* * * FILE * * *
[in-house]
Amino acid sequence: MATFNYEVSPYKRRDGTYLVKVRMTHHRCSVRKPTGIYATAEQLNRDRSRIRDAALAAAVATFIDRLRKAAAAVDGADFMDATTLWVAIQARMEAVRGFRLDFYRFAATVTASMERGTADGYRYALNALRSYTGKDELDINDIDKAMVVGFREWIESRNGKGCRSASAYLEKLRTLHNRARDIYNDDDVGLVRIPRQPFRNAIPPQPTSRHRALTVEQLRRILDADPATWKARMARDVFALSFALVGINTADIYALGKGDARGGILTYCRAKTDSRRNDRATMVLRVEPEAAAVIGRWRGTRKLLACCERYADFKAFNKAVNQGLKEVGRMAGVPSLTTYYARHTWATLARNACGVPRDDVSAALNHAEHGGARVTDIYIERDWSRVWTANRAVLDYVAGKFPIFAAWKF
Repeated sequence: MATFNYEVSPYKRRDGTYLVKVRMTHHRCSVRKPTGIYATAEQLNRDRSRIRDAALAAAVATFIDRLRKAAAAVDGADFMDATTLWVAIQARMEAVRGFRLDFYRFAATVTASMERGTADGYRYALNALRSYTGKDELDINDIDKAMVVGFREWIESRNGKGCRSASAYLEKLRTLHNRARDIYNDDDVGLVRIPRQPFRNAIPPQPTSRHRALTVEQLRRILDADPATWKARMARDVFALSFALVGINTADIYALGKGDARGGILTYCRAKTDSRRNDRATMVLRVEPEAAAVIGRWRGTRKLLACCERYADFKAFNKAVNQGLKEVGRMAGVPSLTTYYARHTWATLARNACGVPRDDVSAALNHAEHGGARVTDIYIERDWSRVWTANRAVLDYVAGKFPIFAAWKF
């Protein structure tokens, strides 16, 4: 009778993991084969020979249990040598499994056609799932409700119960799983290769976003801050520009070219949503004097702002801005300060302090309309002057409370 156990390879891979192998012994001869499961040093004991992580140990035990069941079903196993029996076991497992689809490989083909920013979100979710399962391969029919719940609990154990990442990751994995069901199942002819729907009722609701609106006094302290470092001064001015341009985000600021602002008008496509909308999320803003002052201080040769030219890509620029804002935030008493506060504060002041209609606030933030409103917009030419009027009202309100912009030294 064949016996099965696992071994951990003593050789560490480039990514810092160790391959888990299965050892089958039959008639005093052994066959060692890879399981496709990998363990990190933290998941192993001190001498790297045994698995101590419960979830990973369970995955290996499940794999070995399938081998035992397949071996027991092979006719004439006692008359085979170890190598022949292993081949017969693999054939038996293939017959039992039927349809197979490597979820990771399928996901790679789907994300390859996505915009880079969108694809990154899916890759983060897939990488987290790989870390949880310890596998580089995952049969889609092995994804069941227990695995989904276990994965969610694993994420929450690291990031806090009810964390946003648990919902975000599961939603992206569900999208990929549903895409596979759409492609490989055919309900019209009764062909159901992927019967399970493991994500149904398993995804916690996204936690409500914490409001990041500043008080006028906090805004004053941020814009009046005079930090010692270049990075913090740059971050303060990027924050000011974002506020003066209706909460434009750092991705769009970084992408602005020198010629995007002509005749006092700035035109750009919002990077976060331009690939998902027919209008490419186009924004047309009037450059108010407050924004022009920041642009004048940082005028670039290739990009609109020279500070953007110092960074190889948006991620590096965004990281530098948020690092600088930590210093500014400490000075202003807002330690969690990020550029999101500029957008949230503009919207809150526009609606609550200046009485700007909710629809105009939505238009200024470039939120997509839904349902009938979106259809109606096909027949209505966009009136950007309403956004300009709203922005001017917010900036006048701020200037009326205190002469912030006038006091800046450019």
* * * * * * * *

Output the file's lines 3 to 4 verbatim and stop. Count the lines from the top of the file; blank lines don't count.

Repeated sequence: MATFNYEVSPYKRRDGTYLVKVRMTHHRCSVRKPTGIYATAEQLNRDRSRIRDAALAAAVATFIDRLRKAAAAVDGADFMDATTLWVAIQARMEAVRGFRLDFYRFAATVTASMERGTADGYRYALNALRSYTGKDELDINDIDKAMVVGFREWIESRNGKGCRSASAYLEKLRTLHNRARDIYNDDDVGLVRIPRQPFRNAIPPQPTSRHRALTVEQLRRILDADPATWKARMARDVFALSFALVGINTADIYALGKGDARGGILTYCRAKTDSRRNDRATMVLRVEPEAAAVIGRWRGTRKLLACCERYADFKAFNKAVNQGLKEVGRMAGVPSLTTYYARHTWATLARNACGVPRDDVSAALNHAEHGGARVTDIYIERDWSRVWTANRAVLDYVAGKFPIFAAWKF
């Protein structure tokens, strides 16, 4: 009778993991084969020979249990040598499994056609799932409700119960799983290769976003801050520009070219949503004097702002801005300060302090309309002057409370 156990390879891979192998012994001869499961040093004991992580140990035990069941079903196993029996076991497992689809490989083909920013979100979710399962391969029919719940609990154990990442990751994995069901199942002819729907009722609701609106006094302290470092001064001015341009985000600021602002008008496509909308999320803003002052201080040769030219890509620029804002935030008493506060504060002041209609606030933030409103917009030419009027009202309100912009030294 064949016996099965696992071994951990003593050789560490480039990514810092160790391959888990299965050892089958039959008639005093052994066959060692890879399981496709990998363990990190933290998941192993001190001498790297045994698995101590419960979830990973369970995955290996499940794999070995399938081998035992397949071996027991092979006719004439006692008359085979170890190598022949292993081949017969693999054939038996293939017959039992039927349809197979490597979820990771399928996901790679789907994300390859996505915009880079969108694809990154899916890759983060897939990488987290790989870390949880310890596998580089995952049969889609092995994804069941227990695995989904276990994965969610694993994420929450690291990031806090009810964390946003648990919902975000599961939603992206569900999208990929549903895409596979759409492609490989055919309900019209009764062909159901992927019967399970493991994500149904398993995804916690996204936690409500914490409001990041500043008080006028906090805004004053941020814009009046005079930090010692270049990075913090740059971050303060990027924050000011974002506020003066209706909460434009750092991705769009970084992408602005020198010629995007002509005749006092700035035109750009919002990077976060331009690939998902027919209008490419186009924004047309009037450059108010407050924004022009920041642009004048940082005028670039290739990009609109020279500070953007110092960074190889948006991620590096965004990281530098948020690092600088930590210093500014400490000075202003807002330690969690990020550029999101500029957008949230503009919207809150526009609606609550200046009485700007909710629809105009939505238009200024470039939120997509839904349902009938979106259809109606096909027949209505966009009136950007309403956004300009709203922005001017917010900036006048701020200037009326205190002469912030006038006091800046450019």